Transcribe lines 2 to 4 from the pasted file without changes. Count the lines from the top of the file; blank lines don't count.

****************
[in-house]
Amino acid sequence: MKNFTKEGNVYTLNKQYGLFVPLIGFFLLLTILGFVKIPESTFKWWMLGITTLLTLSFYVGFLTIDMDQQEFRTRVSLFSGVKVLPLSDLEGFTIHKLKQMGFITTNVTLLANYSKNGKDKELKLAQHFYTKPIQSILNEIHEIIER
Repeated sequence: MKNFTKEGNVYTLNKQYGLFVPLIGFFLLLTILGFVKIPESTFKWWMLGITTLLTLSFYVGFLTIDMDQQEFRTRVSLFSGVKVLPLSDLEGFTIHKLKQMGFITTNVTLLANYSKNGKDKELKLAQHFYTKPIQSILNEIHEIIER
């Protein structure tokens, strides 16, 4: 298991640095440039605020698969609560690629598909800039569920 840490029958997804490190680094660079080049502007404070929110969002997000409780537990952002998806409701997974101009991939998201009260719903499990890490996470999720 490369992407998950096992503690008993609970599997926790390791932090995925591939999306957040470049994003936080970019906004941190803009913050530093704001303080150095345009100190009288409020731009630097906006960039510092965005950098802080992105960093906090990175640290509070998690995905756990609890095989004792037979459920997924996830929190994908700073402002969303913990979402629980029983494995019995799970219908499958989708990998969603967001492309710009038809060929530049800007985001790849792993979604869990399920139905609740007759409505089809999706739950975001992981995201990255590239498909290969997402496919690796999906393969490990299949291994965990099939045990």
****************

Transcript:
Amino acid sequence: MKNFTKEGNVYTLNKQYGLFVPLIGFFLLLTILGFVKIPESTFKWWMLGITTLLTLSFYVGFLTIDMDQQEFRTRVSLFSGVKVLPLSDLEGFTIHKLKQMGFITTNVTLLANYSKNGKDKELKLAQHFYTKPIQSILNEIHEIIER
Repeated sequence: MKNFTKEGNVYTLNKQYGLFVPLIGFFLLLTILGFVKIPESTFKWWMLGITTLLTLSFYVGFLTIDMDQQEFRTRVSLFSGVKVLPLSDLEGFTIHKLKQMGFITTNVTLLANYSKNGKDKELKLAQHFYTKPIQSILNEIHEIIER
């Protein structure tokens, strides 16, 4: 298991640095440039605020698969609560690629598909800039569920 840490029958997804490190680094660079080049502007404070929110969002997000409780537990952002998806409701997974101009991939998201009260719903499990890490996470999720 490369992407998950096992503690008993609970599997926790390791932090995925591939999306957040470049994003936080970019906004941190803009913050530093704001303080150095345009100190009288409020731009630097906006960039510092965005950098802080992105960093906090990175640290509070998690995905756990609890095989004792037979459920997924996830929190994908700073402002969303913990979402629980029983494995019995799970219908499958989708990998969603967001492309710009038809060929530049800007985001790849792993979604869990399920139905609740007759409505089809999706739950975001992981995201990255590239498909290969997402496919690796999906393969490990299949291994965990099939045990």